Beyond the shadow of a doubt, the next God of War game is going to be one of the biggest games of the year in which it is released. Pretty much every God of War game is. With that said though, it would make sense that Santa Monica Studio would want to take as much time as possible to make sure that it’s as good as it can possibly be and rakes in as many of those 10 out of 10 scores as it possibly can. Given that, as well as a few other things, it’s conceivable that the game might not make its supposed launch window of 2021.
First, as many of us already know, it’s always worth underlining video game development is extremely complicated and takes a long time. Even after the game is more or less done going through it and fixing bugs and switching little things up can take years alone to get some of these games as polished as we generally expect them to be. The last God of War game on the PS4 took well over four years to make, possibly more depending on where you determine the beginning of “development” to be. Designing levels and character models can, on its own, take literal years.
Now, it is true that developers often outsource things like that and sometimes even have entire teams devoted to such things around the clock to keep principal development moving along, but there’s no getting around the manpower and hours that are required to get little things like that done. It just takes time and that’s before getting musical scores and hours upon hours of dialogue written by writers and recorded by voice talent. Given all of that, it kind of seems impressive that they were able to make a game like God of War 2018 in just a handful of years, especially considering what a departure it was from the previous God of War games in terms of overall style.
That’s not to say the development of God of War: Ragnarok doesn’t have a few things working in its favor that perhaps are making things a little bit easier as well. One big thing that is definitely going to make the next God of War game a little easier to make is the fact that they already have much of the foundation nailed down. Kratos’ modern character model is created. Many of the large sweeping landscapes of the last game could logically be reused in this next one, assuming they take place in the same era. Also, pretty much all of the painstaking conceptual work of coming up with how he controls has already been done in the last game. All that being said, it is also true that these things will need to be altered in at least some way, seeing as how this is a game on a completely different platform than the last and Santa Monica is no slouch when it comes to taking advantage of new hardware. So how much of an advantage this is for Santa Monica to speed up development will largely depend on how much of it is going to be different in the new game.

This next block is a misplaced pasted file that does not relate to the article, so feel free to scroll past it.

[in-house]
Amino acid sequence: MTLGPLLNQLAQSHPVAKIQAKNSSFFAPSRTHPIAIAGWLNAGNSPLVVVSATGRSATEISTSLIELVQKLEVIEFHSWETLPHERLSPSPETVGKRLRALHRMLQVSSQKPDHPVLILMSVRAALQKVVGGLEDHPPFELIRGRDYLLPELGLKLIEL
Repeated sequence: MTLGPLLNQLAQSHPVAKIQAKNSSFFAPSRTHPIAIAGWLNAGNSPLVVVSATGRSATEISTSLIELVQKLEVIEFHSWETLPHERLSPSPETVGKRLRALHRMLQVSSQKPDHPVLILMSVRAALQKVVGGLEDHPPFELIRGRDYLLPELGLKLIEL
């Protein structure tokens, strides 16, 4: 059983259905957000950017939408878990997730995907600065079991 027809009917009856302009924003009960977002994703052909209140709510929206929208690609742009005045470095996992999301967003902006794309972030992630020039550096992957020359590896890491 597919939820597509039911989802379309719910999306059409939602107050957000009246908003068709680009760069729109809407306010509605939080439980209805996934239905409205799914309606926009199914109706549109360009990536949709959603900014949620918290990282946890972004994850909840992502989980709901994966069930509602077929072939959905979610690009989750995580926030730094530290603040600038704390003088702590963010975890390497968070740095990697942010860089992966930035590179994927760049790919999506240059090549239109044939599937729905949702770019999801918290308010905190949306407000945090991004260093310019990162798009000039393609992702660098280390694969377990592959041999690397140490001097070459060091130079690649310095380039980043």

It’s logical to assume that Kratos isn’t going to be a hundred years older in the next game and require a bunch of changes, but we don’t know for sure. We just don’t know enough about the game yet to know how much of an advantage it will be for Ragnarok to stand on the shoulders of God of War 2018. It’s safe to assume it will help things along at least a little bit but the degree to which it helps, is impossible to say at the moment. Given that we just don’t know how much development will be sped up or slow down, it’s hard to say if that will really cut development time down in a substantial way or not. But even if it does, the last game just came out in 2018. That’s only 3 years ago, and while Santa Monica is a highly-skilled studio full of some of the best talent in the industry, I wouldn’t expect them to turn out God of War games at this rate under pretty much any circumstances. I don’t think it would be surprising at all to see God of War: Ragnarok delayed until 2022 if not 2023 depending on how things are going over there.
Another important thing that we need to remember is the fact that we don’t know much about it means they aren’t ready to talk about it. And, of course, the number one reason for a developer not being ready to talk about a game is that the game isn’t at an advanced enough stage of development that talking about it would make very much sense. Going over the game’s overarching mechanics, story elements, and locations is not smart to do when those things are still in flux and not ready to be shown yet. So the fact that literally the only thing we’ve seen about this game is a blank screen with a God of War logo on it, is a bit of an indicator to me. The counter argument to that is that developers are starting to move away from these long development cycles and hold back a lot of their information until games are relatively close to being launched, so the fact that we don’t know anything yet might be more indicative of that shorter marketing style than anything else, which is a valid theory.
It could very well be that God of War: Ragnarok is 80% done and it’s mostly in the polishing stages now, and Santa Monica and Sony are just waiting for the right moment to unleash an onslaught of new information a few months before the game launches. Perhaps showing us everything in the summer and launching it later in the holiday season of this year. That’s certainly possible but then we sort of run into the problem I mentioned before with development cycles almost never only being two or three years for big games like this. So while I wouldn’t personally make the argument that Ragnarok will be launching this year, I will admit there is room for that argument to exist. I just personally don’t buy it yet.
Note: The views expressed in this article are those of the author and do not necessarily represent the views of, and should not be attributed to, GamingBolt as an organization.